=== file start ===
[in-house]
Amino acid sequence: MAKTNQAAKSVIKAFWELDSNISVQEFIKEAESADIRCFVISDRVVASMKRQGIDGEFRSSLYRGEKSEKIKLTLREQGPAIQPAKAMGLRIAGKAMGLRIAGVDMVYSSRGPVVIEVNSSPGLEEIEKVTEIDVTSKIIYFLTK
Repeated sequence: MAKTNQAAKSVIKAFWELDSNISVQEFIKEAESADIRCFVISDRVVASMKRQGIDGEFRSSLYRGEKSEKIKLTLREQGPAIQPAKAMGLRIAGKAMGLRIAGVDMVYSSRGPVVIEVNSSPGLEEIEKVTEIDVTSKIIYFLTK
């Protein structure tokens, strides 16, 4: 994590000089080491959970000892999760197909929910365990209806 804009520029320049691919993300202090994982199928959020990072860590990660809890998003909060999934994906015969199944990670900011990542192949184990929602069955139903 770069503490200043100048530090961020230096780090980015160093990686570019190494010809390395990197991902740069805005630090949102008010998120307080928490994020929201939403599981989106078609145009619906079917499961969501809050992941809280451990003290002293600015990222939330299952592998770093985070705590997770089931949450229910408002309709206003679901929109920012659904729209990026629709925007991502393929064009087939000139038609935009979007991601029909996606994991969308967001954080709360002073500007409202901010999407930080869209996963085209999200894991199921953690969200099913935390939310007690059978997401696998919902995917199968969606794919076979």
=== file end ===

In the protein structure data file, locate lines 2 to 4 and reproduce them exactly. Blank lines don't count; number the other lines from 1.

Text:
Amino acid sequence: MAKTNQAAKSVIKAFWELDSNISVQEFIKEAESADIRCFVISDRVVASMKRQGIDGEFRSSLYRGEKSEKIKLTLREQGPAIQPAKAMGLRIAGKAMGLRIAGVDMVYSSRGPVVIEVNSSPGLEEIEKVTEIDVTSKIIYFLTK
Repeated sequence: MAKTNQAAKSVIKAFWELDSNISVQEFIKEAESADIRCFVISDRVVASMKRQGIDGEFRSSLYRGEKSEKIKLTLREQGPAIQPAKAMGLRIAGKAMGLRIAGVDMVYSSRGPVVIEVNSSPGLEEIEKVTEIDVTSKIIYFLTK
């Protein structure tokens, strides 16, 4: 994590000089080491959970000892999760197909929910365990209806 804009520029320049691919993300202090994982199928959020990072860590990660809890998003909060999934994906015969199944990670900011990542192949184990929602069955139903 770069503490200043100048530090961020230096780090980015160093990686570019190494010809390395990197991902740069805005630090949102008010998120307080928490994020929201939403599981989106078609145009619906079917499961969501809050992941809280451990003290002293600015990222939330299952592998770093985070705590997770089931949450229910408002309709206003679901929109920012659904729209990026629709925007991502393929064009087939000139038609935009979007991601029909996606994991969308967001954080709360002073500007409202901010999407930080869209996963085209999200894991199921953690969200099913935390939310007690059978997401696998919902995917199968969606794919076979």